Games: The DSi can, of course, play DS games, using small cards that pop into the back of the device. But this new model is strongly encouraging users to download games and applications directly to the device using its wi-fi connection; these items will appear in an on-screen menu much like the Wii. As of October 2009, according to Nintendo’s website, there are 1,011 DS games, including 191 DS Wi-Fi Connection games. DSiWare games and applications are available at a range of values, starting at 200 points (100 points = $1).
Camera: One of the big changes from the DS Lite is the addition of two 0.3-megapixel digital cameras, capable of displaying 260,000 colors. When the DSi is open, one lens is looking at you for self-portraits, and the other is pointed outward; touching the screen allows you to toggle back and forth and stealthily take pictures of others. The DSi has 256MB of internal memory, or you can pop in an SD card and transfer your photos. A built-in calendar organizes the photos taken each day, and you can scribble in memos to yourself. You can also mobile-upload photos to your Facebook profile by tapping the Facebook icon while viewing your photo album, then logging in to Facebook (this requires a free download widget and wi-fi access). The photos will show up on your Facebook profile in an album called "Photos from Nintendo DSi."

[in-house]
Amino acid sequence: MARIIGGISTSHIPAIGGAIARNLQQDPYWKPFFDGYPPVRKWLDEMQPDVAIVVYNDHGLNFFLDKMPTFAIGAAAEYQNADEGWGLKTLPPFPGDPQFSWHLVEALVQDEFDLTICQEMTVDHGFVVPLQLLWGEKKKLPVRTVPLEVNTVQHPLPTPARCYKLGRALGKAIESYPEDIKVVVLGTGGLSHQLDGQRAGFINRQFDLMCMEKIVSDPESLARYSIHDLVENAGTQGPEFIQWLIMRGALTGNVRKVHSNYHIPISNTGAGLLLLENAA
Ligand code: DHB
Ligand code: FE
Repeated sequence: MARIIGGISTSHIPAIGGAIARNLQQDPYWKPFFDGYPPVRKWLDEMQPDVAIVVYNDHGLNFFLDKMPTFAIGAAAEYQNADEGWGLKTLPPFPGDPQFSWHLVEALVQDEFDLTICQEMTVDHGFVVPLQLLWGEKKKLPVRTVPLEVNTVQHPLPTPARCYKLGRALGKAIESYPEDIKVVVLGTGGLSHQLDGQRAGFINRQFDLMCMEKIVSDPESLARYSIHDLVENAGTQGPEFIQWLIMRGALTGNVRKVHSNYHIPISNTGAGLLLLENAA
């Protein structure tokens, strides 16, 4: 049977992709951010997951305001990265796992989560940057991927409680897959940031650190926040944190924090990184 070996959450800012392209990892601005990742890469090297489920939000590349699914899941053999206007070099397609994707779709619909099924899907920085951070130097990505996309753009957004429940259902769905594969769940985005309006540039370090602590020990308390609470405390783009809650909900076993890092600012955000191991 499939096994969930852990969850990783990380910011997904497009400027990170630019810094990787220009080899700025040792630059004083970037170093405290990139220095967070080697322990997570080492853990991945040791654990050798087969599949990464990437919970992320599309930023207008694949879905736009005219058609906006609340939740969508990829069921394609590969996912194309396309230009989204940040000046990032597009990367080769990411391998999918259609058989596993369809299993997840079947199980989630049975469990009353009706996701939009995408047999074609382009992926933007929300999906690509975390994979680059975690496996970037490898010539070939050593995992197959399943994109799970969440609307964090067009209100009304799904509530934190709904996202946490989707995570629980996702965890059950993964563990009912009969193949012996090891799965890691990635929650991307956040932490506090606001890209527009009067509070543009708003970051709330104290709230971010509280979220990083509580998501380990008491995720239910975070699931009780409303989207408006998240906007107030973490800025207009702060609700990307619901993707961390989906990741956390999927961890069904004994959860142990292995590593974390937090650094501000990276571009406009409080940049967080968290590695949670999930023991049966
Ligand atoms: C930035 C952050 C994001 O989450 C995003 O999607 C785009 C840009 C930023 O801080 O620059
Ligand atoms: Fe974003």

The camera isn’t particularly dazzling, but takes acceptable cameraphone-quality pictures. The really fun part is the photo-editing software, which allows you to distort the image by dragging it with your stylus, or rendering a mirror image or kaleidoscope feature. You can draw directly onto the image MS Paint-style, stamp it with hearts and stars, or add novelty frames (I enhanced my self-portrait with a long pink wig, rainbow scribbles in the background, and pawprint stamps). Facial-recognition software allows the DSi to plunk a mustache on your face or hearts over your eyes quite accurately. You can choose a slideshow display with cheesy instrumental music to amaze friends with your photo-enhancing skills, and swap photos to a friend’s DSi via wi-fi.
Sounds: I don’t know that I would ever make the DSi my go-to music player, but it does have that functionality when you insert music-laden SD cards. For song files in AAC format, you can play with them, adjusting speed and pitch, adding distortion filters, or recording your own sound clips and playing them over the music (sadly, these creations cannot be saved for posterity). You can listen to your playlist as is, shuffle, cue visualizations on the top screen, or insert headphones and close the DSi to preserve battery life. I find that the speaker sound is a bit tinny and gets screechy and a little distorted and fuzzed-out on “s” sounds, so the audio quality isn’t the best, but if you were traveling and wanted to just take one all-in-one gadget, it might make sense.
Overall, this has all of the compact cuteness and smart design of the DS Lite, along with a few fun new extras for added amusement. If you already have a DS Lite, I don’t think the new features are enough incentive to upgrade, but if you don’t have a DS yet and you’re exploring your options, you may as well spend the extra $40-ish bucks for the improved storage, dual digital cameras and photo-editing tools, and MP3-player ability. Between games, music, photos, and wi-fi Internet connection, this is a pretty versatile entertainment tool for travel or on the go.
Read all 44 Reviews
Write a Review